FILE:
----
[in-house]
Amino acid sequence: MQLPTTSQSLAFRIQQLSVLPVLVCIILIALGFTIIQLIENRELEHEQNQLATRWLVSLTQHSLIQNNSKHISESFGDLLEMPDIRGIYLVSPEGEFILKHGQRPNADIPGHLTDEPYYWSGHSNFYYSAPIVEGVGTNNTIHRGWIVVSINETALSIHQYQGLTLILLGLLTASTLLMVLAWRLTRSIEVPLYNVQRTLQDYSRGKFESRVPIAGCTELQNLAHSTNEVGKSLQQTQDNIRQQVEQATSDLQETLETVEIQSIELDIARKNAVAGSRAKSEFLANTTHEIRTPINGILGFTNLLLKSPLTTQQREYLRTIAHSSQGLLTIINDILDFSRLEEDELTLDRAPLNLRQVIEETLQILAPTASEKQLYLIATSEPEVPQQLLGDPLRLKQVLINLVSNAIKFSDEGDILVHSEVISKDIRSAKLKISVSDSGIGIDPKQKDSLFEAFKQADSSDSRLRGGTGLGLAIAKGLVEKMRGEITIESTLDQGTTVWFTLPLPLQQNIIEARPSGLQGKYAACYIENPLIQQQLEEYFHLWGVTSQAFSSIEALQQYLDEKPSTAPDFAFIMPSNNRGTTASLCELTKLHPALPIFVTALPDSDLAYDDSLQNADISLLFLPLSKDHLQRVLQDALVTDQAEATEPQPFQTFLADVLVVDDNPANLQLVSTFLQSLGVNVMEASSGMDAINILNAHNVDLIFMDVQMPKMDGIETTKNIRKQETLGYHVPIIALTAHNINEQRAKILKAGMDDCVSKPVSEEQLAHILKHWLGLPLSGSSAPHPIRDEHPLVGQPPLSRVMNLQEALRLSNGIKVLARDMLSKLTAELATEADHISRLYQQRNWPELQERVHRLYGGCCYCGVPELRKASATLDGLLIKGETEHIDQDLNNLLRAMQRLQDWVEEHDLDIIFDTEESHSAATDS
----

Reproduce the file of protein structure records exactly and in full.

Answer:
[in-house]
Amino acid sequence: MQLPTTSQSLAFRIQQLSVLPVLVCIILIALGFTIIQLIENRELEHEQNQLATRWLVSLTQHSLIQNNSKHISESFGDLLEMPDIRGIYLVSPEGEFILKHGQRPNADIPGHLTDEPYYWSGHSNFYYSAPIVEGVGTNNTIHRGWIVVSINETALSIHQYQGLTLILLGLLTASTLLMVLAWRLTRSIEVPLYNVQRTLQDYSRGKFESRVPIAGCTELQNLAHSTNEVGKSLQQTQDNIRQQVEQATSDLQETLETVEIQSIELDIARKNAVAGSRAKSEFLANTTHEIRTPINGILGFTNLLLKSPLTTQQREYLRTIAHSSQGLLTIINDILDFSRLEEDELTLDRAPLNLRQVIEETLQILAPTASEKQLYLIATSEPEVPQQLLGDPLRLKQVLINLVSNAIKFSDEGDILVHSEVISKDIRSAKLKISVSDSGIGIDPKQKDSLFEAFKQADSSDSRLRGGTGLGLAIAKGLVEKMRGEITIESTLDQGTTVWFTLPLPLQQNIIEARPSGLQGKYAACYIENPLIQQQLEEYFHLWGVTSQAFSSIEALQQYLDEKPSTAPDFAFIMPSNNRGTTASLCELTKLHPALPIFVTALPDSDLAYDDSLQNADISLLFLPLSKDHLQRVLQDALVTDQAEATEPQPFQTFLADVLVVDDNPANLQLVSTFLQSLGVNVMEASSGMDAINILNAHNVDLIFMDVQMPKMDGIETTKNIRKQETLGYHVPIIALTAHNINEQRAKILKAGMDDCVSKPVSEEQLAHILKHWLGLPLSGSSAPHPIRDEHPLVGQPPLSRVMNLQEALRLSNGIKVLARDMLSKLTAELATEADHISRLYQQRNWPELQERVHRLYGGCCYCGVPELRKASATLDGLLIKGETEHIDQDLNNLLRAMQRLQDWVEEHDLDIIFDTEESHSAATDS